“Diplomatic immunity” must be abolished everywhere

Read this story:

Equatorial Guinea argues luxury Paris mansion was part of embassy when raided

THE HAGUE (Reuters) – Equatorial Guinea argued on Monday that a luxury mansion in central Paris used by the son of the country’s president was protected by diplomatic immunity when it was raided by French authorities in 2012.

The case at the International Court of Justice is seen as a test for the limits of the 1961 Vienna Convention on Diplomatic Immunity, which shields government officials from prosecution abroad.

Equatorial Guinea launched the case in 2016 after the residence of Teodorin Obiang on the grand Avenue Foch was raided as part of a corruption investigation that resulted in a conviction for embezzlement, confirmed last week.

The conviction came after a collection of 25 supercars he owned, including a Ferrari Enzo and a Bugatti Veyron, were confiscated by the Geneva prosecutor’s office under a deal ending a money-laundering inquiry. The cars fetched nearly 27 million Swiss francs ($27 million) at auction in September.

Obiang, 50, is the son of President Teodoro Obiang Nguema Mbasogo, who has ruled Equatorial Guinea, a former Spanish colony, for more than three decades.

A representative for Equatorial Guinea told the court’s judges on Monday that the luxury apartment, in one of the most expensive neighborhoods in the world, had been bought by the African nation in 2011 and was part of its embassy.

“France has refused to recognize the diplomatic pretext of the building under the false pretence it belongs to the private domain”, ambassador Carmelo Nvono Nca, Equatorial Guinea’s agent, told the judges.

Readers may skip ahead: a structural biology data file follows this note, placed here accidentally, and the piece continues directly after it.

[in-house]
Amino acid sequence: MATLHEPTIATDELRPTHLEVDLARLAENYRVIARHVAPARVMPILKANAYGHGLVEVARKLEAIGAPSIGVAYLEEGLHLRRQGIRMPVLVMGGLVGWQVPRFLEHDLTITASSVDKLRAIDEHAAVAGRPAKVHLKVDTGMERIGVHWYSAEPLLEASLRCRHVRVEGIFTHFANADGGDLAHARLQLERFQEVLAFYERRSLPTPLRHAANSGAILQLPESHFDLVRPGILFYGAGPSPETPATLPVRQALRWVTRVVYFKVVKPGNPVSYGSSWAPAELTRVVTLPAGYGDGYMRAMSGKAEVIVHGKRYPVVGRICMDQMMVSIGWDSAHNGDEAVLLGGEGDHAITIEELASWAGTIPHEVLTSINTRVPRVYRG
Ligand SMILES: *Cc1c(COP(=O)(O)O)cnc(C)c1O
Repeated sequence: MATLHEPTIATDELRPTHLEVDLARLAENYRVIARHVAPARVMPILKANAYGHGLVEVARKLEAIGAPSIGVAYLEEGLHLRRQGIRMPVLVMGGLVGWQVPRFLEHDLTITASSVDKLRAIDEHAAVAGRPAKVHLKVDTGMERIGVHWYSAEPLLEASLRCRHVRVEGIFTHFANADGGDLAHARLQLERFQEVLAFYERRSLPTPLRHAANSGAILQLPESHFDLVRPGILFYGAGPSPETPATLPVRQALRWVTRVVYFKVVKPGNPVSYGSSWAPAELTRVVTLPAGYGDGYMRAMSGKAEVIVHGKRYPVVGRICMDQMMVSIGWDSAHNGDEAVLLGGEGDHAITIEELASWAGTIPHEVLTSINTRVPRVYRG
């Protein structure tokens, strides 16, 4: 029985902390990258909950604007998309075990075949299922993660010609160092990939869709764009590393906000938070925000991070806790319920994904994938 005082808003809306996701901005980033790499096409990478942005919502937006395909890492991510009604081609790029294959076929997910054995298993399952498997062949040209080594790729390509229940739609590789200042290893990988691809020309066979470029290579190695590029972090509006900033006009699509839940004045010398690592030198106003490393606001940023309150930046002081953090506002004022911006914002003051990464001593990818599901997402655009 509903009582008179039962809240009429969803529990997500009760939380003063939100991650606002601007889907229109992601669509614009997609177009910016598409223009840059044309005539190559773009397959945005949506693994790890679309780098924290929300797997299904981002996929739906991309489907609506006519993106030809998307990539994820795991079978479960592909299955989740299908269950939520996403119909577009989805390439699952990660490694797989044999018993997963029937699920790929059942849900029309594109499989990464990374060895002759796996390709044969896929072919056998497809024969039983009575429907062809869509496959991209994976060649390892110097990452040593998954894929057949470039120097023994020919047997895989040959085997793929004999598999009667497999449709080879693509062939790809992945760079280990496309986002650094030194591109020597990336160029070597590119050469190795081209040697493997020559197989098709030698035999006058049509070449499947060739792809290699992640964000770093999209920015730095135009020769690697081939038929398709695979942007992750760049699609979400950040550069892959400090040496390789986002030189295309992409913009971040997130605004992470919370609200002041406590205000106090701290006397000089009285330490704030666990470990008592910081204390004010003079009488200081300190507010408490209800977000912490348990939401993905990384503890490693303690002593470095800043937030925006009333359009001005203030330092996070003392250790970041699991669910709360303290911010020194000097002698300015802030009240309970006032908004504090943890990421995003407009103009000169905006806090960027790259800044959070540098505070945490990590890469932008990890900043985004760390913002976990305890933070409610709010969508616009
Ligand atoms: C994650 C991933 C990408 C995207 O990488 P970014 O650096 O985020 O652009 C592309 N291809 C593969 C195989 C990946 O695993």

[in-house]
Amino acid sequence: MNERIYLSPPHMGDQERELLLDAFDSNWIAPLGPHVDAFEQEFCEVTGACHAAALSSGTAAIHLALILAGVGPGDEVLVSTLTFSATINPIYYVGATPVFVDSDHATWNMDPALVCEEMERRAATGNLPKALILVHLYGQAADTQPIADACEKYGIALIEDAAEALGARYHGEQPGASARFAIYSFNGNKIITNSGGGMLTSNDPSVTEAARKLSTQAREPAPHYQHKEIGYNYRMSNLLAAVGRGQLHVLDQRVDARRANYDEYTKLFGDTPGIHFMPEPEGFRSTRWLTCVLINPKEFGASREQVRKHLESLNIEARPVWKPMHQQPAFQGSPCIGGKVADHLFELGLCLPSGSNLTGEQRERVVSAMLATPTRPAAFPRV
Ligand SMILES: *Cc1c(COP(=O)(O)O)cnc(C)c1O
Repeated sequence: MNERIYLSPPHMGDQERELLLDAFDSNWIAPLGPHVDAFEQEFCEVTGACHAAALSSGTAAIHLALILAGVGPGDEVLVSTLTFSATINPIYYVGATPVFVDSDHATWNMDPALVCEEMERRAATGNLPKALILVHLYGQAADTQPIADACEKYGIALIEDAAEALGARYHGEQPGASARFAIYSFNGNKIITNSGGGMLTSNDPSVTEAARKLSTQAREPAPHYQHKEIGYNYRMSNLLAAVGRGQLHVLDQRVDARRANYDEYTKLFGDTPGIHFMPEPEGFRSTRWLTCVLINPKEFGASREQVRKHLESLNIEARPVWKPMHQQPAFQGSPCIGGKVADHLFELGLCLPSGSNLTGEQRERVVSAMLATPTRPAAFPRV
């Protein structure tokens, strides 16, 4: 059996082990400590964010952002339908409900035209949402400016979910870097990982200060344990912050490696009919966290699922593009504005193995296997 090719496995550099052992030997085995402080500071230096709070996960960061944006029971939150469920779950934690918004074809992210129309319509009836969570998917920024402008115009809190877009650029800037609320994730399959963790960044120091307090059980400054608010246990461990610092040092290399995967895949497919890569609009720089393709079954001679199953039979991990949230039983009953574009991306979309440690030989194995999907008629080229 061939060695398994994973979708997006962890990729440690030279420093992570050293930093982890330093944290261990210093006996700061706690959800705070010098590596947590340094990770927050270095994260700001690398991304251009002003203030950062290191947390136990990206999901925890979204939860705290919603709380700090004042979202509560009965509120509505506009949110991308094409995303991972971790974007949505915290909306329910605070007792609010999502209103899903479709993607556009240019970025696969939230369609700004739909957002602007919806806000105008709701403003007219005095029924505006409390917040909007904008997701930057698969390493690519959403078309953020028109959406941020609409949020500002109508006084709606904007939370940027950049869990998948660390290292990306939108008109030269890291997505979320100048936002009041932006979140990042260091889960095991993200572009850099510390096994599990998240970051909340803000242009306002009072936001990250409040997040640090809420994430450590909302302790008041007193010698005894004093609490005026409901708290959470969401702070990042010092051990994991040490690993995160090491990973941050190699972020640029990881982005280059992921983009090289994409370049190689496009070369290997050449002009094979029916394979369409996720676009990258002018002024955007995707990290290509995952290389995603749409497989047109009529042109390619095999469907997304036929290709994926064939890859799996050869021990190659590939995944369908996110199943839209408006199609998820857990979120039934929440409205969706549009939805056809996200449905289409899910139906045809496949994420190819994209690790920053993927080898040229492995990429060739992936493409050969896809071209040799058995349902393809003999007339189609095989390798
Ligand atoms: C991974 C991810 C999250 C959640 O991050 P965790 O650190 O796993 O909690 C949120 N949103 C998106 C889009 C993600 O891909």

In coming days France will present its side before the United Nation’s highest court for disputes between states. A ruling is expected later this year.

In earlier hearings the French argued Equatorial Guinea was attempting to shield Obiang, known for posting pictures of his glamorous lifestyle on Instagram, by retroactively adding his opulent 101-room home to its diplomatic mission.

Police raided Obiang’s residence as part of a corruption investigation, eventually seizing 100 million euros worth of assets including paintings by Renoir and Degas and another fleet of luxury vehicles.

Obiang was convicted last week by a French court of embezzlement of public funds and ordered to pay a 30 million euro ($33 million) fine.

Diplomatic immunity in any case is a concept by which officials representing a country are allowed to openly violate the laws of another country while living there.  It is a form of disrespect for the second country’s government and the people there that are subject to those laws. A basic standard of ethics and justice is that NO ONE should be above the law.

And this is not about some young idiot that didn’t know that he was doing wrong.

Obiang, 50, is the son of President Teodoro Obiang Nguema Mbasogo, who has ruled Equatorial Guinea, a former Spanish colony, for more than three decades.

Being 50 myself, I know damn well if I were not the son of a ruler who has been in power for far too long, there would be no question of me being imprisoned for my crimes. This case angers me too!

I hope the International Court of Justice rejects this appeal and ultimately abolishes the concept of diplomatic immunity completely. And also that the people of Equatorial Guinea themselves rise up and force their corrupt leader into retirement, and also prevent his son from ever ruling. Sheesh!

 

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